If you’re braving blustery winter weather and the accompanying chills you may be feeling colder than usual this time of year. But, what about when you’re warm indoors and you have a cold nose? Obviously, the weather isn’t to blame so why does your nose get cold? According to a new study you may be overthinking or feeling overwhelmed.
Researchers at the University of Nottingham Institute for Aerospace Technology conducted a study in which they use thermal imaging to observe facial temperatures and their connection to mental workload. Participants were asked to carry out mental tasks of increasing difficulty. The thermal imaging showed a clear link between temperature drops of the area above the sinuses and around the nose as the mental tasks became more difficult, suggesting a link between overthinking or feeling overwhelmed.
In an interview with the National Post, lead researcher Alistair Ritchie said “With this accurate way to estimate workload we can develop methods that will assist the operator (of aircraft and aerospace technologies) at times of maximum stress.” This research along with facial thermography could be used to monitor and reduce pilot fatigue and prevent possible plane crashes. But, it could have widespread applications for many other industries including emergency medical staff in hospitals or other workplaces.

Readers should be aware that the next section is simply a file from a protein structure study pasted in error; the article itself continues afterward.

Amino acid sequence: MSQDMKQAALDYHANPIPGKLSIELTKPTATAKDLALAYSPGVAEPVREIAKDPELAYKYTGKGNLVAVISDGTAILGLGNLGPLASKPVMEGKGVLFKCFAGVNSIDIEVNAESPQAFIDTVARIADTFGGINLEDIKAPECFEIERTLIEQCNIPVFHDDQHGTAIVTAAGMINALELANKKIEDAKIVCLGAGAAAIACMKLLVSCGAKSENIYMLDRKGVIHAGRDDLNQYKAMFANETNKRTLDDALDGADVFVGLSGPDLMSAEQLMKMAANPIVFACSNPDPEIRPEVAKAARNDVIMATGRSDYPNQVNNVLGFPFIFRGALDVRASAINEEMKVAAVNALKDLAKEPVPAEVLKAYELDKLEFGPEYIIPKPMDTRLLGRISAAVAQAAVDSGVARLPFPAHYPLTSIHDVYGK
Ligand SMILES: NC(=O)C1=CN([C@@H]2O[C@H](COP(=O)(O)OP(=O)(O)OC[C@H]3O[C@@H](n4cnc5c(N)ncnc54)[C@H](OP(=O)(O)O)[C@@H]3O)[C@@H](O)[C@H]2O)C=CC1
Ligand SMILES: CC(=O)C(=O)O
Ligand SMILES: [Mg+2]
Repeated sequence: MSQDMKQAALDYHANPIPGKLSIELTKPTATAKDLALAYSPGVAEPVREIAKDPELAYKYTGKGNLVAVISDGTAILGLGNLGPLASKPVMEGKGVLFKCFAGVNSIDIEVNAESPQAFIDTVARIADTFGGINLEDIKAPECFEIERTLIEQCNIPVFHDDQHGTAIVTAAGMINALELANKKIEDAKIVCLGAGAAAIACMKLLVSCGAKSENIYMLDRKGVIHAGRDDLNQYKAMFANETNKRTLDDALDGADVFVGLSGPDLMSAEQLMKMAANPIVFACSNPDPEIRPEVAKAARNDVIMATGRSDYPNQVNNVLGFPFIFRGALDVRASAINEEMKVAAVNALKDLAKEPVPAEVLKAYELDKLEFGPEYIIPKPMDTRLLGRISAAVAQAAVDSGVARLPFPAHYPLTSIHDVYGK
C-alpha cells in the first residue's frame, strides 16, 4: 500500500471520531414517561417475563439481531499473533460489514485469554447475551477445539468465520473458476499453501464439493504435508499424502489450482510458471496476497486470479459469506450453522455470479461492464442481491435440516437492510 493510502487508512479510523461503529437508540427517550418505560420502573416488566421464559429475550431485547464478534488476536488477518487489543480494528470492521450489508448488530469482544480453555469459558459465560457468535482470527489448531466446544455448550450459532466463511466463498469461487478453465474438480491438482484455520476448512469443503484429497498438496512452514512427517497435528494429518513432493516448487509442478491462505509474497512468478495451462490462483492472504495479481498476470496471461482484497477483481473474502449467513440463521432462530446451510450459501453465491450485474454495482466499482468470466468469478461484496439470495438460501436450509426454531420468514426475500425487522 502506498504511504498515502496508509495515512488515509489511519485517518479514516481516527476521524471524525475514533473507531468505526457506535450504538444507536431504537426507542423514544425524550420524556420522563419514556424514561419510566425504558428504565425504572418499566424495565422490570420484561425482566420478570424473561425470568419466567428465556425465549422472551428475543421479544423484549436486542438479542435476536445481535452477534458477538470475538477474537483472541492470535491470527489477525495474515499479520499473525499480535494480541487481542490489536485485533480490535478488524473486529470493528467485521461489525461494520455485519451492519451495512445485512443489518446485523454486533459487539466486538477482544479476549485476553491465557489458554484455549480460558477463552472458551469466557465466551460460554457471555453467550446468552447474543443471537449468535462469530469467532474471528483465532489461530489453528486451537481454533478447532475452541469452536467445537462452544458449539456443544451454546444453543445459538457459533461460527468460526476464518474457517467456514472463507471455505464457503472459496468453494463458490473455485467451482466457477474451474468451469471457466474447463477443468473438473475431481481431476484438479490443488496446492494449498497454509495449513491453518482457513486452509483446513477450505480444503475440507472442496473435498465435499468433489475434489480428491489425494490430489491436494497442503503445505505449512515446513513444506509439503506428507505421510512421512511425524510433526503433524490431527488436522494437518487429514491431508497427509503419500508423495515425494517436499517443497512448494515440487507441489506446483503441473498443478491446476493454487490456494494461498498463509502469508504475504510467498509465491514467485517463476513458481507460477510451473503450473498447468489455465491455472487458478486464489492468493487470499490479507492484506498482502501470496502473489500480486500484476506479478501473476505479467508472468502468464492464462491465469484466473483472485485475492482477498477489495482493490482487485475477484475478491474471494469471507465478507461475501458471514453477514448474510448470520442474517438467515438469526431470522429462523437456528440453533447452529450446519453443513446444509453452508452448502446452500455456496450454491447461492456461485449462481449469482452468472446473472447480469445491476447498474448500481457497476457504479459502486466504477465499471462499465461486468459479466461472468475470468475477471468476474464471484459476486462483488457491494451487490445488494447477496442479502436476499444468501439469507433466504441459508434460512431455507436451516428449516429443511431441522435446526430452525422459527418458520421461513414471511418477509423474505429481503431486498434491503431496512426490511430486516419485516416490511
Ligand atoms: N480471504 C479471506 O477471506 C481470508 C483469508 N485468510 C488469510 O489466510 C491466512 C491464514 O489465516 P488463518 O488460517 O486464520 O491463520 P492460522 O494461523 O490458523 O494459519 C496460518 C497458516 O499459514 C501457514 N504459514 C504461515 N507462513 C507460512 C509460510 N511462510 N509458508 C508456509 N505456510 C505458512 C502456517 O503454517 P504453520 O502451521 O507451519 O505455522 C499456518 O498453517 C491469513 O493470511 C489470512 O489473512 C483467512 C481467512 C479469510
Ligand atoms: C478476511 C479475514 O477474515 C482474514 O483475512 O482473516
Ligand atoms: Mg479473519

Obviously, the importance of oxygen can’t be understated as our bodies need oxygen to survive and the brain is no different. But, few people recognize the importance of adequate nutrition to the building and maintenance of a healthy brain. These nutrients are carried in the bloodstream to the brain to ensure it has the energy to perform its functions as well as the building blocks of neurons (brain and nerve cells), neurotransmitters (the brain’s chemical messengers), and other components of a healthy brain.
The research also demonstrates the importance of giving the brain a much-needed rest if your work is highly intellectual or stressful in nature. While you may not have access to facial thermography, a quick assessment of nose temperature may be all you need to recognize it might be time for a break or to participate in some other brain relaxing activity, such as deep breathing, massage, exercise, walking, meditating and the use of some natural relaxation remedies like lavender, melissa or valerian root. While these latter herbs can be helpful for relaxation it is important not to use them while being involved in tasks that require concentration or alertness, such as driving or operating heavy equipment. Follow the package instructions for the herb you select should you wish to use them.
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